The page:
Qatar Armed Forces
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The Qatar Armed Forces are the military forces of Qatar. Since 2015, Qatar has implemented mandatory military conscription with an average of 2000 graduates per year.[3] As of 2010, Qatar's defence expenditures added up to a total of $1.913 billion, about 1.5% of the national GDP, according to the SIPRI.[2] Qatar has recently signed defence pacts with the United States in 2002[4] and 2013[5] and with the United Kingdom, as well as with France earlier, in 1994.
Qatar Armed Forces
Service branches
Commander-in-ChiefSheikh Tamim bin Hamad Al Thani
Minister of State for Defence AffairsDr. Khalid bin Mohammad Al Attiyah
Chief of StaffAir Marshal Ghanem bin Shaheen Al-Ghanem
Military age18 years of age
Available for
military service
389,487 males, age 15–49 (2010 est.),
210,00 females, age 15–49 (2010 est.)
Fit for
military service
321,974 males, age 15–49 (2010 est.),
140,176 females, age 15–49 (2010 est.)
Reaching military
age annually
96,429 males (2010 est.),
75,162 females (2010 est.)
Active personnel66,550[1]
  • Army 42,500
  • Navy 4,500
  • Air Force 5,000
  • Air Defense 2,650
  • Special Forces 1,900
  • ISF 9,000
Reserve personnel15,000 reserve personnel
BudgetUS$5.907 billion (2010)[2]
Percent of GDP2.5% (2016)
Related articles
HistoryGulf War
Libyan Civil War
Saudi Arabian-led intervention in Yemen
Syrian Civil War
Soldiers at Military Parade on Qatar National Day on the 18th of December 2018. Photo by Ijas Muhammed Photography
Qatar plays an active role in the collective defense efforts of the Gulf Cooperation Council; the other five members are Saudi Arabia, Kuwait, Bahrain, the UAE, and Oman. Qatar also hosts the largest American military base in the Middle East and in 2017 inaugurated a military attache office in Washington.[6]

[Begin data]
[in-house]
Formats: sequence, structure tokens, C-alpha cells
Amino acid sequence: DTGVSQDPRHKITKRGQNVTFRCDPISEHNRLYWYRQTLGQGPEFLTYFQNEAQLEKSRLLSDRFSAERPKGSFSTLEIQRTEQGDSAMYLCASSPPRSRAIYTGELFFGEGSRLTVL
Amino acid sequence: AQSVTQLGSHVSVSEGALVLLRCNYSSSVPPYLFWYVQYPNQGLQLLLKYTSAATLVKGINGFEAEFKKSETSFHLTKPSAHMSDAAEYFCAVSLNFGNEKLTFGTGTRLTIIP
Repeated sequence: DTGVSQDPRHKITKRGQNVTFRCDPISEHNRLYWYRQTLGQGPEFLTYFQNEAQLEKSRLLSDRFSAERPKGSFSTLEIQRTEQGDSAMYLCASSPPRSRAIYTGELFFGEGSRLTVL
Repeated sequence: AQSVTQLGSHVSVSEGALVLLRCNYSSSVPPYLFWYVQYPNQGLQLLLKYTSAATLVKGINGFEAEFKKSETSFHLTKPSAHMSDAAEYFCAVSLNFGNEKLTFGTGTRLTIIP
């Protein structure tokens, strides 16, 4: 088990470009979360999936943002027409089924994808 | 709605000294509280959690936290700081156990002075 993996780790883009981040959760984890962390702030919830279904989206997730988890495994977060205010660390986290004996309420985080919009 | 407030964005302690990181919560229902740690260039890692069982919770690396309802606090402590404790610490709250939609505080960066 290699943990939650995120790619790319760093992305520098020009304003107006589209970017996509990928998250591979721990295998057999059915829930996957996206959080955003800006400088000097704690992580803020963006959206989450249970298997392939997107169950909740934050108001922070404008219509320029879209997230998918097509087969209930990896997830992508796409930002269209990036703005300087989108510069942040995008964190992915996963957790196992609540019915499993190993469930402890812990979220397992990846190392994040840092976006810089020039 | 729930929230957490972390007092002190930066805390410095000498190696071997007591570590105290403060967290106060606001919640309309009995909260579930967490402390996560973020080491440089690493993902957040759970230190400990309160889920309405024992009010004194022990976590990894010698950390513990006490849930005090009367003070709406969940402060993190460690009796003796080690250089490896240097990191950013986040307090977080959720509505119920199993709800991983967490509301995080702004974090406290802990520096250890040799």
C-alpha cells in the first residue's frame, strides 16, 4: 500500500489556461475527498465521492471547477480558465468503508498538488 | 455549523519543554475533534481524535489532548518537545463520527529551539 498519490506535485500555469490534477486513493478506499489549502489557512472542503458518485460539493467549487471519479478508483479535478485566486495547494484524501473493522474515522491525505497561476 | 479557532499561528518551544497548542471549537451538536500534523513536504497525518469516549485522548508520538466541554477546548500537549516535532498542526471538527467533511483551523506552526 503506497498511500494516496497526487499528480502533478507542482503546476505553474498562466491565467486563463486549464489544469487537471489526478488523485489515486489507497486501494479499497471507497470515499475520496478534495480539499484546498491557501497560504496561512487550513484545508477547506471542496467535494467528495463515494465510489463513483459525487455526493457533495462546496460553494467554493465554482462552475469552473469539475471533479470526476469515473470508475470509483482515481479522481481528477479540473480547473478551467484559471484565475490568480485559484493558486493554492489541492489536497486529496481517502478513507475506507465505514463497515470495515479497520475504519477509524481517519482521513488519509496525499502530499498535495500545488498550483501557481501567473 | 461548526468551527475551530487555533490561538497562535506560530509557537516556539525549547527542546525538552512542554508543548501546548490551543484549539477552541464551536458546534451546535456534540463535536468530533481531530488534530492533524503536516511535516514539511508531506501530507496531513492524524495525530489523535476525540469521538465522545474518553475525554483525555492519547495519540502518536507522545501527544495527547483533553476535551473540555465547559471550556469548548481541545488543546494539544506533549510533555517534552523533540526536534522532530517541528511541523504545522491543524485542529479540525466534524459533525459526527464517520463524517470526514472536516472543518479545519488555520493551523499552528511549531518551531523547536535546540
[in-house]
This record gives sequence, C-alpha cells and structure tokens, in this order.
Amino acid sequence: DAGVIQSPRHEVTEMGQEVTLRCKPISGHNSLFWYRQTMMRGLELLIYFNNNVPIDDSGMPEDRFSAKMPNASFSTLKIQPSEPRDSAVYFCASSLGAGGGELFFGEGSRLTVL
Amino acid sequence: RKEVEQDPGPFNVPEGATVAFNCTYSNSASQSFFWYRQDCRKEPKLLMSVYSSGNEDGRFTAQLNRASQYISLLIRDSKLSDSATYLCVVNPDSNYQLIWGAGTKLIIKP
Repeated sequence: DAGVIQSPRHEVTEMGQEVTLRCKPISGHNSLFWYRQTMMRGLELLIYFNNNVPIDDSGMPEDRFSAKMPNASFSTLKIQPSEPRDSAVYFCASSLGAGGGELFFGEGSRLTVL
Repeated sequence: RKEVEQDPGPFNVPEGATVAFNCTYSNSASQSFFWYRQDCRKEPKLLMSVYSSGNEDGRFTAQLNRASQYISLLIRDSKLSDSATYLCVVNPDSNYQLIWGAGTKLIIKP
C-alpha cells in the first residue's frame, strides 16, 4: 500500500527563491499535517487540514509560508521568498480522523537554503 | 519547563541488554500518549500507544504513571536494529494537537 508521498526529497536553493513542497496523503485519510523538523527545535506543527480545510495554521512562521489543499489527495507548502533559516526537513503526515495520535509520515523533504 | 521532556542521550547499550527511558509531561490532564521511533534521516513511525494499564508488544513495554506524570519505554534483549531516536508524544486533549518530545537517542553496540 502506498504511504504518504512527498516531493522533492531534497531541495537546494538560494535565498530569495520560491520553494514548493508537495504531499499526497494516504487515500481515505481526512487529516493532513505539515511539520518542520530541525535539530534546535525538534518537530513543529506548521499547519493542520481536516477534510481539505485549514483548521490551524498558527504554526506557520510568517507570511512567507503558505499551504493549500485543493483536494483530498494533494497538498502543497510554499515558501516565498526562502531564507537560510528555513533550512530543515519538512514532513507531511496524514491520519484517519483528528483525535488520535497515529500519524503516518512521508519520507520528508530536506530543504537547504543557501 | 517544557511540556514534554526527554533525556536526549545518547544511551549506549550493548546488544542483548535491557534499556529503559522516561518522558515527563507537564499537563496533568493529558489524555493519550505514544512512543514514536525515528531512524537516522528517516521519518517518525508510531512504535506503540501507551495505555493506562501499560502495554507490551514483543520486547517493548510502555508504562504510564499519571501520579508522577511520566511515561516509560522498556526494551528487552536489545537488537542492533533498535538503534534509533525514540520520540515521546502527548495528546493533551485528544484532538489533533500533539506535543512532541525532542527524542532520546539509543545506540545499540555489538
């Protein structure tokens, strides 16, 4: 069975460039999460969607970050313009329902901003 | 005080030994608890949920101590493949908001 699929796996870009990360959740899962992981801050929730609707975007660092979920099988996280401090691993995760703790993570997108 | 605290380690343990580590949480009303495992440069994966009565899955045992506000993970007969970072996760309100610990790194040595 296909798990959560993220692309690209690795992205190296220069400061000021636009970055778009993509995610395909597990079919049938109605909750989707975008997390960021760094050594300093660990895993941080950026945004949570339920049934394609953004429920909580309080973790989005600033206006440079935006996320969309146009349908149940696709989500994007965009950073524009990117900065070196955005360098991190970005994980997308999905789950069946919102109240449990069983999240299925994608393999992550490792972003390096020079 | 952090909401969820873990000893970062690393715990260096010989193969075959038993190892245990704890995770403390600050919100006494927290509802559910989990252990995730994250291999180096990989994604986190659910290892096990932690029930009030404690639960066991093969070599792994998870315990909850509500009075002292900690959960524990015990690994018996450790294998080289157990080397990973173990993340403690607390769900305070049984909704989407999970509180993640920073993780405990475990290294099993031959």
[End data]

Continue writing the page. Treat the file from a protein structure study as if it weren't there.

SIPRI states that Qatar's plans to transform and significantly enlarge its armed forces have accelerated in 2014, and in 2010-14 Qatar was the 46th largest arms importer in the world. Orders in 2013 for 562 tanks and 75 self-propelled guns from Germany were followed in 2014 by a number of other contracts, including 34 combat helicopters and 3 AEW aircraft from the USA, and 6 tanker aircraft from Spain.[7] As of 2016, Qatar maintains advanced anti air and anti ship capabilities with deliveries of Patriot PAC-3 MSE Batteries,[8] Exocet MM40 Block 3 and Marte ER anti-ship missiles.[9]
The armed forces were founded in 1971 after the country gained independence from the United Kingdom.
Qatar took part in the Gulf War of 1991, with a battalion at the Battle of Khafji. It also hosted the 614th Tactical Fighter Squadron at Doha.[10] The Canadian Air Task Group with 26 CF-18s was also based in Doha, Qatar flying combat missions during the Gulf War.
In July 2008, the US Defence Security Cooperation Agency announced Qatar’s official request for logistics support, training, and associated equipment and services. The total value of the support arrangements could be as high as $400 million.
In March 2011, Qatar announced the participation of its Air Force in the enforcement of the Libyan no-fly zone.[11]
Saudi Arabian-led intervention in Yemen
See also: Saudi Arabian-led intervention in Yemen
According to Aljazeera news, in December 2016 Qatar deployed 1,000 ground troops in Yemen to fight in behalf of the ousted president Abdrabbuh Mansur Hadi, Qatar Armed Forces soldiers, backed by 200 armoured vehicles and 30 Apache helicopters, head to Yemen's Marib province.[12]
The Armed Forces of Qatar have suffered 4 killed and 2 wounded during the deployment in Yemen.[13]
Military branches
Qatari Emiri Land Force
Qatar Armed Forces in training.